new victoria theatre

In the final hours of 14 April 1912 the RMS Titanic, on her maiden voyage from Southampton to New York, collided with an iceberg and the “unsinkable” ship slowly sank.

It was one of the most tragic disasters of the 20th Century. 1,517 men, women and children lost their lives…and now it’s been turned into a musical.

IMMINENT DISASTER – The stories of Titanic’s passengers are being told in a new musical

Based on real people aboard the most legendary ship in the world, Titanic The Musical focuses on the hopes, dreams and aspirations of her passengers who each boarded with stories and personal ambitions of their own.

All innocently unaware of the fate awaiting them, the third class immigrants dream of a better life in America, the second class imagine they too can join the lifestyles of the rich and famous, while the millionaire barons of the first class anticipate legacies lasting forever.

Titanic The Musical will be at the New Victoria Theatre, Woking, from Thursday (11 July) until Saturday 13 July.

PROFESSIONAL dancers from BBC TV’s Strictly Come Dancing, Aljaž Škorjanec, Giovanni Pernice and Gorka Marquez, are heading to Woking to strut their stuff.



Taking Strictly to a new level: (l-r) Giovanni Pernice, Aljaž Škorjanec and Gorka Marquez

The trio’s new show, Here Come The Boys, aims to demonstrate why they are considered the rock stars of dance.

Unlike other Strictly stage shows, this is set in a club where the resident DJ will spin a soundtrack of dancefloor anthems, club classics and guilty pleasures while Aljaž, Giovanni and Gorka go head to head in a battle of Latin, ballroom, commercial and contemporary dance disciplines – with the audience judging the contest each night.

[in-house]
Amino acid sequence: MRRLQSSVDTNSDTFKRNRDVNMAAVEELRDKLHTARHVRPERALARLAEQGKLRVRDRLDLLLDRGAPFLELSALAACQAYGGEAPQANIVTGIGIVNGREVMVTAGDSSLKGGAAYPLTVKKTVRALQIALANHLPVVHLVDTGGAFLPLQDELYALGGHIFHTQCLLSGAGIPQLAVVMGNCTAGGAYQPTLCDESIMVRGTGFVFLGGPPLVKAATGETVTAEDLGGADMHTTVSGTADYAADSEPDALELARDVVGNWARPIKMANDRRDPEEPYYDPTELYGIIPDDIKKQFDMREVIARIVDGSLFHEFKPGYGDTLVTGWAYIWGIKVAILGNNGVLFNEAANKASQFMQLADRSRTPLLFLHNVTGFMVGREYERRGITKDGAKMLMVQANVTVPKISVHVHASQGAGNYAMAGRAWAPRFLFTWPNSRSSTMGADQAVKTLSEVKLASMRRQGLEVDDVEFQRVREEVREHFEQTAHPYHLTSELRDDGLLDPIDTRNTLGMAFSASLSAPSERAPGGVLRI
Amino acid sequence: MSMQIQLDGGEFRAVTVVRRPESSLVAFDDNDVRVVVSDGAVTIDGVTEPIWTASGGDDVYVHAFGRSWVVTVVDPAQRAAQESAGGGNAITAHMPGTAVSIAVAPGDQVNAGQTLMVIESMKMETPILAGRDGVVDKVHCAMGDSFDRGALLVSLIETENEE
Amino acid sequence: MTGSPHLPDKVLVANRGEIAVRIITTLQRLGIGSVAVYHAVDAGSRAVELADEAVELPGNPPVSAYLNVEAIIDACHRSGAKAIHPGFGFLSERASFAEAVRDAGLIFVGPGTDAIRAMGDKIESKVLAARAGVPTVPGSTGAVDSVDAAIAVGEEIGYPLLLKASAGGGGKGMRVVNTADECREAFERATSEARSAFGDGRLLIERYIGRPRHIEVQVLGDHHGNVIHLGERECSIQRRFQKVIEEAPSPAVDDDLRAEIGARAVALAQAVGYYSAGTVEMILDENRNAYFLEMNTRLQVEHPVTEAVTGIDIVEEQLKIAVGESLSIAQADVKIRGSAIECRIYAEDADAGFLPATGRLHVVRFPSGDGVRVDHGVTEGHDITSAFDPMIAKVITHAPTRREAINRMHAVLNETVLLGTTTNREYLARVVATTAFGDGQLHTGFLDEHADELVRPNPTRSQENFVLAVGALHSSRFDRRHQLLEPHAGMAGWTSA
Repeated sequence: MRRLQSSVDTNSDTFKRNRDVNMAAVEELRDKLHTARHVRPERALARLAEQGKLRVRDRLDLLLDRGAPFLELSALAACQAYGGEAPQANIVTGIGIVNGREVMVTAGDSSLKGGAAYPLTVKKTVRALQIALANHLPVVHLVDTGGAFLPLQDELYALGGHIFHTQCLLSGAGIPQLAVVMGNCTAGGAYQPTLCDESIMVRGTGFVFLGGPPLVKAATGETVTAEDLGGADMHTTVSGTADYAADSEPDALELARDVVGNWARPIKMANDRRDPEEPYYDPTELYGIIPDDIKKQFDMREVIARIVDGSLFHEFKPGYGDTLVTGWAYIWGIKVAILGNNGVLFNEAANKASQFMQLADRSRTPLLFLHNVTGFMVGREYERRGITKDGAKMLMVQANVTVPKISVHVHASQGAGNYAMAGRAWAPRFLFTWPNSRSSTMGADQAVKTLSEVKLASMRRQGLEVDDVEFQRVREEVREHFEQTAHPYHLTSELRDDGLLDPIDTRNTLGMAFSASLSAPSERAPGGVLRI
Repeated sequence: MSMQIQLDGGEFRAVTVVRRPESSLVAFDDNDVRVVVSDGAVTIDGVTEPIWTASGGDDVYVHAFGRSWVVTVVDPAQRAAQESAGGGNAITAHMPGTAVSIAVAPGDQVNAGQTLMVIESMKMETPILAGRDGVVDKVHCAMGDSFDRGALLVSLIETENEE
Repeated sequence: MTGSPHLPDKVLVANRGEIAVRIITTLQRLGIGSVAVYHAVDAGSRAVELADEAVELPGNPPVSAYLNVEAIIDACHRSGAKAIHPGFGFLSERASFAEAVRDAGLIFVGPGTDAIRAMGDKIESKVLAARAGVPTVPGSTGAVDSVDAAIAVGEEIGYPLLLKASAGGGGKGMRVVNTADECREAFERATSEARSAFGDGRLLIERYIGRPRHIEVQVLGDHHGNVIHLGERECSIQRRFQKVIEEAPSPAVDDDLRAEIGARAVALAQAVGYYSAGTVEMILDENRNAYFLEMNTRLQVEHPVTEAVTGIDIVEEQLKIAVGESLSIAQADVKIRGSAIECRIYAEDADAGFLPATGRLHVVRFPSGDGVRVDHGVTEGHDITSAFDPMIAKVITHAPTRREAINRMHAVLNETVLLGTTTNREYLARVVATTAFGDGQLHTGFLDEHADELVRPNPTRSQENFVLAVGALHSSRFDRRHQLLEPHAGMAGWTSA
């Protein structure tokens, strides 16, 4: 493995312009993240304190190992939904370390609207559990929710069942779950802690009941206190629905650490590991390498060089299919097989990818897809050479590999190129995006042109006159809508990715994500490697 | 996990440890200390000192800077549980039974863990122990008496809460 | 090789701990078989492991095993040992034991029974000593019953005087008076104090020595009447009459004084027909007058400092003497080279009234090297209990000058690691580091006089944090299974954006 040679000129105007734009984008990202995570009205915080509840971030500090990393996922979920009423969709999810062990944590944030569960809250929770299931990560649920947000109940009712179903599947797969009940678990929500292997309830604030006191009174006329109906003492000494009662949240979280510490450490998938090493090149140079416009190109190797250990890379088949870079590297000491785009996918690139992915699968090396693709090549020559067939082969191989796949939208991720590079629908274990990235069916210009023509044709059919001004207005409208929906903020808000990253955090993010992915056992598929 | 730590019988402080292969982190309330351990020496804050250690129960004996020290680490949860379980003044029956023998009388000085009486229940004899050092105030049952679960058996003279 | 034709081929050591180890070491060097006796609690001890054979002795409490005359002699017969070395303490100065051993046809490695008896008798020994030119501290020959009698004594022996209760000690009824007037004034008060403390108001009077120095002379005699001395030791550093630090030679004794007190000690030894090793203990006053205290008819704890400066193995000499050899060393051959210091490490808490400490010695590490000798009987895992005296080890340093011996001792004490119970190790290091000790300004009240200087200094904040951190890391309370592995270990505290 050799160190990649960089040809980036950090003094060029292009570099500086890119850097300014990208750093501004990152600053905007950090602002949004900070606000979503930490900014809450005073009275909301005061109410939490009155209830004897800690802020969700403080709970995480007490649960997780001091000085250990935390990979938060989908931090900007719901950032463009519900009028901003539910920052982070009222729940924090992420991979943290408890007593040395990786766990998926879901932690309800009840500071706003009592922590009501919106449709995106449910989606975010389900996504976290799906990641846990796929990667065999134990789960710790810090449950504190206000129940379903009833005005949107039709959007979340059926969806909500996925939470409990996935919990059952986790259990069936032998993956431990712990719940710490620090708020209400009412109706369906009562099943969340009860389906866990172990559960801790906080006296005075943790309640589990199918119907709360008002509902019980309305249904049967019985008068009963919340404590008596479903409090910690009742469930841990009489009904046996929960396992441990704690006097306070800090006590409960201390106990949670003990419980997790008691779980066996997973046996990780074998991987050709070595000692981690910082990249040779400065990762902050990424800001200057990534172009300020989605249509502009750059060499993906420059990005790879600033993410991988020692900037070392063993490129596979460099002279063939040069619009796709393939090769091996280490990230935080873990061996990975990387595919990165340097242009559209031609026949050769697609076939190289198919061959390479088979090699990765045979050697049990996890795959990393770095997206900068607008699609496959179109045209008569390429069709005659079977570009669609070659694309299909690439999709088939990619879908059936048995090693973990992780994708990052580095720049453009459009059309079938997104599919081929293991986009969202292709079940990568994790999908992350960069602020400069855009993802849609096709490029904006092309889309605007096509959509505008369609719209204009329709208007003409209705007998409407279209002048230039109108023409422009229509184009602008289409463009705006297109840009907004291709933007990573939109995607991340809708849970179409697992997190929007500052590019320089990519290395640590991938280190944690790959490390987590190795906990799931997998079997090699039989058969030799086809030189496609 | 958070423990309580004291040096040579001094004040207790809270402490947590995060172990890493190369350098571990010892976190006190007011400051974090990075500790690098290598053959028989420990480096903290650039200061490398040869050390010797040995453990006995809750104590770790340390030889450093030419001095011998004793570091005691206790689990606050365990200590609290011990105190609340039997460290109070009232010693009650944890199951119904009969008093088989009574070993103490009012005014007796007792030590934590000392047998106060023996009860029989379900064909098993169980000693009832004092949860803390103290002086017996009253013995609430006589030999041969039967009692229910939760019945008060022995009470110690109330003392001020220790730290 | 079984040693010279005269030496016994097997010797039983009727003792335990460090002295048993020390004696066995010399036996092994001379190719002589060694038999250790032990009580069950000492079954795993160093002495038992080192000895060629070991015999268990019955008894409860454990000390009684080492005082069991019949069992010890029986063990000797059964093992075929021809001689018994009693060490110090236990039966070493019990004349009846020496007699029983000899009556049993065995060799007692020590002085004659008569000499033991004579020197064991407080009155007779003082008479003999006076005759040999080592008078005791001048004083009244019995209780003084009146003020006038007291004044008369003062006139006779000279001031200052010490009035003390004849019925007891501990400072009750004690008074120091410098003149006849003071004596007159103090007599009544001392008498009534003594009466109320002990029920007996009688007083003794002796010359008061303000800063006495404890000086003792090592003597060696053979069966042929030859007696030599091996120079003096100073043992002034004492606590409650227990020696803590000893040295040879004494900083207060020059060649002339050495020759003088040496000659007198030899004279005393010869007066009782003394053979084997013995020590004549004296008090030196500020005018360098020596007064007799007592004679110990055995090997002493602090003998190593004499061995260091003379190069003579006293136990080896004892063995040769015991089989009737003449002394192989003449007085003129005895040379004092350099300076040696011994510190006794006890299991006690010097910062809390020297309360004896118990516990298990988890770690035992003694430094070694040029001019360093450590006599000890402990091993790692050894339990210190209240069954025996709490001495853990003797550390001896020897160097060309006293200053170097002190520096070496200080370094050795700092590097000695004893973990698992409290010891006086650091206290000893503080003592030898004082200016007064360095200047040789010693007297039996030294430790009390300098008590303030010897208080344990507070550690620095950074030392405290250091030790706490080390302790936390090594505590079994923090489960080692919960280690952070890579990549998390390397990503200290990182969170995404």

In addition, the show will feature live vocals from Elizabeth Troy, formerly with Clean Bandit. Here Come The Boys arrives at the New Victoria Theatre on Sunday, 30 June

LUCY O’Byrne has joined the cast of Little Miss Sunshine just in time for the musical’s visit to Woking – and she can’t wait to go on stage.

“I’ve fallen in love with this quicker than I have with any other job,” says the former runner-up on TV’s The Voice. “I think it just has so much heart. The highs and lows they hit on this journey are so over the top it becomes crazy.

“Just when you think it can’t get any worse, something else comes along. But through it all they keep a humour among them. That is so true to real family life.”

RARING TO GO – Lucy O’Byrne

Little Miss Sunshine is based on the hit film of the same name which sees the quirky Hoover family on a road trip across the USA for the daughter to take part in the Little Miss Sunshine contest.

“It centres on Olive Hoover, a 10-year-old girl who desperately wants to be a beauty queen,” explains Lucy, who plays the family matriarch Sheryl. “She’s not what you’d expect from a child pageant wannabe – she’s her own person.

“The show is about how her dysfunctional family manages to get themselves 800 miles across the US in their grandfather’s old campervan – having to push it most of the way – in time for a pageant she really wants to compete in.

“It’s about how everybody’s love for Olive, and their desire to do anything and everything they can for her to get her to this pageant, brings them together as a family.”

Central to that is Sheryl, and Lucy says of her character: “She keeps everyone going, which is the beautiful thing about her. There’s never a moment when she’s going to give up and she doesn’t let anybody else either. She’s doing her best.”

Adding music to a classic movie and staging a road trip on stage might not sound like it would work, but Lucy says: “The film is perfect. It’s beautiful. But the musical just grabs you straight away. The music is gorgeous. The songs are hilarious.

“I think seeing it live lifts the story in a very special way because they’re there in front of you. They’re real people. You’re with them. You get sucked in and brought along on this journey.”

Lucy has been on her own journey since performing on The Voice in 2015.

“I had the time of my life,” she recalls. “I didn’t ever want it to end. I was working with incredible people, people at the top of their game in the TV and music industry.

“Watching a live TV show being made, and being part of it, was one of the most exciting things I think I’ll ever do in my life. And I was addicted to it from the very first live show.